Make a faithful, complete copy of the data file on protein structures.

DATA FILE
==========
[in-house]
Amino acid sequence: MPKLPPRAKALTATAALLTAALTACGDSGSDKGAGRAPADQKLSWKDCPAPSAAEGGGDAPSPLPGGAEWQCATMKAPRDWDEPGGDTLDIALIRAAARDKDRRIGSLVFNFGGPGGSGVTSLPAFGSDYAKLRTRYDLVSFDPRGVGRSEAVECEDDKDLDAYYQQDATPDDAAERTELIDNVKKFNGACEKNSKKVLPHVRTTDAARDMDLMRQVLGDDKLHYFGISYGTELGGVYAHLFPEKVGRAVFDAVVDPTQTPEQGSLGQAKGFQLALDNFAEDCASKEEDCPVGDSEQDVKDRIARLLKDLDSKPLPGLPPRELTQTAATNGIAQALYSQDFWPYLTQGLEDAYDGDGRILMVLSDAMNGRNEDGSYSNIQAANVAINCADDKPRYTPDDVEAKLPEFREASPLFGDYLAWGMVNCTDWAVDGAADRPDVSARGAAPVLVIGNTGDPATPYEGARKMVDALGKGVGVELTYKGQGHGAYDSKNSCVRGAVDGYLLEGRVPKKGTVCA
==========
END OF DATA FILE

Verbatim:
[in-house]
Amino acid sequence: MPKLPPRAKALTATAALLTAALTACGDSGSDKGAGRAPADQKLSWKDCPAPSAAEGGGDAPSPLPGGAEWQCATMKAPRDWDEPGGDTLDIALIRAAARDKDRRIGSLVFNFGGPGGSGVTSLPAFGSDYAKLRTRYDLVSFDPRGVGRSEAVECEDDKDLDAYYQQDATPDDAAERTELIDNVKKFNGACEKNSKKVLPHVRTTDAARDMDLMRQVLGDDKLHYFGISYGTELGGVYAHLFPEKVGRAVFDAVVDPTQTPEQGSLGQAKGFQLALDNFAEDCASKEEDCPVGDSEQDVKDRIARLLKDLDSKPLPGLPPRELTQTAATNGIAQALYSQDFWPYLTQGLEDAYDGDGRILMVLSDAMNGRNEDGSYSNIQAANVAINCADDKPRYTPDDVEAKLPEFREASPLFGDYLAWGMVNCTDWAVDGAADRPDVSARGAAPVLVIGNTGDPATPYEGARKMVDALGKGVGVELTYKGQGHGAYDSKNSCVRGAVDGYLLEGRVPKKGTVCA